As part of a pandemic project suggested by his wife, Jack Epstein began last month going through his papers that were taking up space in their attic.
While cleaning out old letters from readers of his budget travel book on Latin America, the journalist with the San Francisco Chronicle made an unexpected discovery, that he’d corresponded with the Unabomber.
Epstein told CNN the letter was from 1979 and read something like: “I’m looking for a refuge in South America, where the closest person is five miles away, you seem to know South America well, can you give me some advice.”
Epstein, who has been a journalist since 1980, looked at the return address and it said TJ Kaczynski. “The first thing that came to mind was Ted Kaczynski, and I thought “It can’t be him, it can’t be the Unabomber,”‘ he said.
He Googled Kaczynski and found out his middle name is John, and he knew it had to be him.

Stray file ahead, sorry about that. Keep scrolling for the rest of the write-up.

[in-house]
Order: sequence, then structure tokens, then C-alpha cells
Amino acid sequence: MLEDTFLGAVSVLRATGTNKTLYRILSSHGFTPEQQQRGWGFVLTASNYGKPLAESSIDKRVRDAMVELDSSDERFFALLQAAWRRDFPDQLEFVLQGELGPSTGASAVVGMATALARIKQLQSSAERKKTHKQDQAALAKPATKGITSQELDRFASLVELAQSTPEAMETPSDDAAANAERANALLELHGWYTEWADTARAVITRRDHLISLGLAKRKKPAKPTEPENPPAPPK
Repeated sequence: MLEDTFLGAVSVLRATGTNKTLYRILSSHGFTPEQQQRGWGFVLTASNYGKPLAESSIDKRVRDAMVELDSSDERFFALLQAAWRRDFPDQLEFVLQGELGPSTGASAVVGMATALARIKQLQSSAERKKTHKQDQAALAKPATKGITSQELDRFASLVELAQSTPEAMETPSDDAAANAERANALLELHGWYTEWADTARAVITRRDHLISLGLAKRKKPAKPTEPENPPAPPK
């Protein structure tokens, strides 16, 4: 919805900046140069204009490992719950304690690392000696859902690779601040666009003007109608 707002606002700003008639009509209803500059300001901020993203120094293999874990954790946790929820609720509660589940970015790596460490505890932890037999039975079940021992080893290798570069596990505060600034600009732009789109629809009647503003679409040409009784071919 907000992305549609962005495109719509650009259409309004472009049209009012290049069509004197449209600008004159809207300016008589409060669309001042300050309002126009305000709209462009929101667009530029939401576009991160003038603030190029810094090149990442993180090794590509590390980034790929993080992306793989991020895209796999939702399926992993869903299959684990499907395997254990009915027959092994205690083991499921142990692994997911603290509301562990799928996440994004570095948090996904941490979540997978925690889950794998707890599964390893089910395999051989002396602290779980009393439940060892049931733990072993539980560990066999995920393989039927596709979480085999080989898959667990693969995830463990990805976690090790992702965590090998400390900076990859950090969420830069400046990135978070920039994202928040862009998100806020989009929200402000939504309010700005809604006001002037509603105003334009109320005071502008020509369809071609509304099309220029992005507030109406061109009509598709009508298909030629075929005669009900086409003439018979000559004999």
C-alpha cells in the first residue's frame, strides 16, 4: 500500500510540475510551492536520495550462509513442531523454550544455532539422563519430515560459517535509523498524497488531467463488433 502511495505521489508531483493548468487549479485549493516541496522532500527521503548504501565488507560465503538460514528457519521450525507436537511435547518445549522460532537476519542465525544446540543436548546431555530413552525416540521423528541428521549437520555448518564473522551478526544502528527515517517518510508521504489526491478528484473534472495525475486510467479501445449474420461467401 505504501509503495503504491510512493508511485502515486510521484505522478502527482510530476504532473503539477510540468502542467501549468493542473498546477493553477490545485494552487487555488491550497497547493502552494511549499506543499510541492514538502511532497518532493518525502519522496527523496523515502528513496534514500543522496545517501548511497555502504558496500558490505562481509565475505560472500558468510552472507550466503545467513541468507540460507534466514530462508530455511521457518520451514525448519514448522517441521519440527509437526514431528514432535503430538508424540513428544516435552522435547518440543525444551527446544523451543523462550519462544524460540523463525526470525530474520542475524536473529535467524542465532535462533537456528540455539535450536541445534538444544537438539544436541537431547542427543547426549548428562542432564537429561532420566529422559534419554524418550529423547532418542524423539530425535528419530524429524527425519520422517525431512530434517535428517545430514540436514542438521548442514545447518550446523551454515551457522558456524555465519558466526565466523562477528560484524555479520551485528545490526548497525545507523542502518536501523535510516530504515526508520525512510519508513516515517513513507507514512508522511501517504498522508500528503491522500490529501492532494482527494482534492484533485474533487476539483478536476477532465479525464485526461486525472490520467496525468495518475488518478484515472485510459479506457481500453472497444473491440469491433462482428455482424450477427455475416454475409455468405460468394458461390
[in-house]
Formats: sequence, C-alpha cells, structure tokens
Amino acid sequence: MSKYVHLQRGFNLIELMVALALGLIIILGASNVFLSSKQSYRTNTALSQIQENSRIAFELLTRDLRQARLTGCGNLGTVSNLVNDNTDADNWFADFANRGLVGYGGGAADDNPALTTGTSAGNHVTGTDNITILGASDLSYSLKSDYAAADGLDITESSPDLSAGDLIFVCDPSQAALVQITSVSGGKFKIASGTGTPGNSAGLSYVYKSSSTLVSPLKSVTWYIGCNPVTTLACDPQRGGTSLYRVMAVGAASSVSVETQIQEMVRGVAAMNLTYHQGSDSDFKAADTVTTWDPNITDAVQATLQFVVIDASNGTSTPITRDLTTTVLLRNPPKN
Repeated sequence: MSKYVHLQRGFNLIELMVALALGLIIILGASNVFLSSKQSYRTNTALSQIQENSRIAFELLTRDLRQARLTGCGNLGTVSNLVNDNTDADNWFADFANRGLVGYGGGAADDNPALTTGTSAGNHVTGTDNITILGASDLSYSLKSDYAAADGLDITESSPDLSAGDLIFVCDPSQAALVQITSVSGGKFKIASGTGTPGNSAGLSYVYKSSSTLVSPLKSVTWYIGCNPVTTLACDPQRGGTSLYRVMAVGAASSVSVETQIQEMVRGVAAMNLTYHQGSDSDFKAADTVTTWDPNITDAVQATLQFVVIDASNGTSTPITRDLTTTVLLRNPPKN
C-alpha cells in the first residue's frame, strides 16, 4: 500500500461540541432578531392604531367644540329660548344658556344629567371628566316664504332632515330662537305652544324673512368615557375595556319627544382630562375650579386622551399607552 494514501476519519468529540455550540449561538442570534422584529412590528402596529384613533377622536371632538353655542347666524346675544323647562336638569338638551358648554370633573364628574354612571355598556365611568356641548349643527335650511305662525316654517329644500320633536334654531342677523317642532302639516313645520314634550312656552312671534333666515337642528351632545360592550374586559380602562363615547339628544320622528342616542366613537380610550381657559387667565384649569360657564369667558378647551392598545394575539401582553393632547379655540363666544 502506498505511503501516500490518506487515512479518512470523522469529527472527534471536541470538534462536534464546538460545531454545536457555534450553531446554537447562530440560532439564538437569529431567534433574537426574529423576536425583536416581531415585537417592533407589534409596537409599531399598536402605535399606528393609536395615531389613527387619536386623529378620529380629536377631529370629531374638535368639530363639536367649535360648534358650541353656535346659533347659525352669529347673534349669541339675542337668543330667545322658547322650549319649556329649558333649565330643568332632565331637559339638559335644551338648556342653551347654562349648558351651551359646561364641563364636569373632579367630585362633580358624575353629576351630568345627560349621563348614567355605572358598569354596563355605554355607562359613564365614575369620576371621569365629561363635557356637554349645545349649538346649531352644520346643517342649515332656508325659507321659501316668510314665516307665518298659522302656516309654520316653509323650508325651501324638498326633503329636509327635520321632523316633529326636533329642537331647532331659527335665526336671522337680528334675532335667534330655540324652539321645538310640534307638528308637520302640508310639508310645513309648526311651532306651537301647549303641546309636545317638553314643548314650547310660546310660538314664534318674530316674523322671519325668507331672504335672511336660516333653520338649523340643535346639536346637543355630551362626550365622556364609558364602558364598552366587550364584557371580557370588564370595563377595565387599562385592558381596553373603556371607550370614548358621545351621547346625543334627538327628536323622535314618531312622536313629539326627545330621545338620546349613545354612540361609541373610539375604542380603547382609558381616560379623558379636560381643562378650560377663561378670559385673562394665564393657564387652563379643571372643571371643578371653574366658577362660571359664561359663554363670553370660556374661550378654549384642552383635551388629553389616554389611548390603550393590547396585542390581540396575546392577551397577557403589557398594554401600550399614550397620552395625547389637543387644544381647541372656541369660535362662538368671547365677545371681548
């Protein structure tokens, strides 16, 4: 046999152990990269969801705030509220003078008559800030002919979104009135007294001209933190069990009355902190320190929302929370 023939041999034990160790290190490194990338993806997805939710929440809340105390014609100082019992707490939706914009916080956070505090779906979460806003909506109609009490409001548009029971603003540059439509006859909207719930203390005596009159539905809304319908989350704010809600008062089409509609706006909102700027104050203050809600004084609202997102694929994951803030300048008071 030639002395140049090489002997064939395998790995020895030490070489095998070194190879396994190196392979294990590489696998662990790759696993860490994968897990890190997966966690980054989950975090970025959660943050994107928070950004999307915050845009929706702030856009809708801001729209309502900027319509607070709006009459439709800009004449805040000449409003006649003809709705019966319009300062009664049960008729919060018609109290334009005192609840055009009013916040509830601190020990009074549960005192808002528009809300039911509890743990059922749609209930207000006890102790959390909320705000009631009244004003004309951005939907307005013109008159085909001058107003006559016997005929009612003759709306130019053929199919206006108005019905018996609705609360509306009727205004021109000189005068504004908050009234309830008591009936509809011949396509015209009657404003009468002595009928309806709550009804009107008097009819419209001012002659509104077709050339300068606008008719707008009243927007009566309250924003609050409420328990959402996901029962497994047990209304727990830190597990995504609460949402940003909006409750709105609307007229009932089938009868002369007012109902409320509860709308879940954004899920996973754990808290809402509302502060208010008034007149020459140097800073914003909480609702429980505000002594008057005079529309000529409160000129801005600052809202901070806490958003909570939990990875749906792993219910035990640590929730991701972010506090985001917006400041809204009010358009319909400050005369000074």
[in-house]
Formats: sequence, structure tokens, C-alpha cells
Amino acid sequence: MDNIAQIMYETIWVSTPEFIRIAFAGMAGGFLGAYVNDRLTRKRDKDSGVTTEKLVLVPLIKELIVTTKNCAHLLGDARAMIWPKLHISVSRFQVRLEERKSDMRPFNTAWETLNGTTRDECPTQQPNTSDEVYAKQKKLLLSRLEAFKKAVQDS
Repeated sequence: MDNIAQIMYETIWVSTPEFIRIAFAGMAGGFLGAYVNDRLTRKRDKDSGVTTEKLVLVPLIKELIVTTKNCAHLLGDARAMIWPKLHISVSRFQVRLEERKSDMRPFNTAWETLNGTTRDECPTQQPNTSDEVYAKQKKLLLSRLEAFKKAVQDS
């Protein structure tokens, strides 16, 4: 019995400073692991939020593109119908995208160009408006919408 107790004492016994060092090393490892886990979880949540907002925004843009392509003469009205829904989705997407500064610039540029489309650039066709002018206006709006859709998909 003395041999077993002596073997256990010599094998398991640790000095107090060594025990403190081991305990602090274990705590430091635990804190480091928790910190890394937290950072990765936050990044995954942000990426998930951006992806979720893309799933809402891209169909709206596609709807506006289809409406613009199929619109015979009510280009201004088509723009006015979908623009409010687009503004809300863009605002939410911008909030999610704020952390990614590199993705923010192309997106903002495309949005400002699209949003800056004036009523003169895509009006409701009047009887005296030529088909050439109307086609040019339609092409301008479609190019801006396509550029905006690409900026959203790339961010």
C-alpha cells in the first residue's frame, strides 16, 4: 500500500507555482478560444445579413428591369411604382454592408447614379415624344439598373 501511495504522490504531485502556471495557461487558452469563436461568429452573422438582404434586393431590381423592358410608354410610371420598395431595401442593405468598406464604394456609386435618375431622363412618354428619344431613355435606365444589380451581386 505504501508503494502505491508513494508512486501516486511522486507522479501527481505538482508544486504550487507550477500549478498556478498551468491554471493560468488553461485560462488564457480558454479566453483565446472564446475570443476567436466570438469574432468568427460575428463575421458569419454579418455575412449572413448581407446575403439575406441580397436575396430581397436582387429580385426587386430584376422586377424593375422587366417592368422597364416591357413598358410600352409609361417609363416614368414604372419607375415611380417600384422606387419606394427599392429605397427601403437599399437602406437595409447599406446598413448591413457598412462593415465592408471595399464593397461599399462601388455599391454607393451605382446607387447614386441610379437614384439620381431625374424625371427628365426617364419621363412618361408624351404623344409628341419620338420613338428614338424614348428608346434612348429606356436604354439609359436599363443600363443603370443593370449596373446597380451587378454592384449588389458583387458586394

At the time that Epstein received the letter, Kaczynski was unknown to the general public. The Unabomber first came to the attention of authorities in 1978 after a homemade bomb exploded in a Chicago university. It was followed by a series of attacks that killed three people and injured dozens. He wasn’t caught until 1996 after his brother identified his prose from his published manifesto.
But Kaczynski not only sent one letter, but two. The second being a thank you note for giving him advice and being “helpful and courteous.”
“I’m glad I was helpful and courteous, because you know, this guy was sending bombs to people he doesn’t know,” Epstein said.
After confirming the authenticity of the letters, Epstein had to do what he does best.
“I’ve got to write something. This is so weird. I have to write something down,” Epstein said.
He published his own story about the letters in the Chronicle on Friday.
“Who would have thought going through your attic that you had two letters from the Unabomber,” he said.
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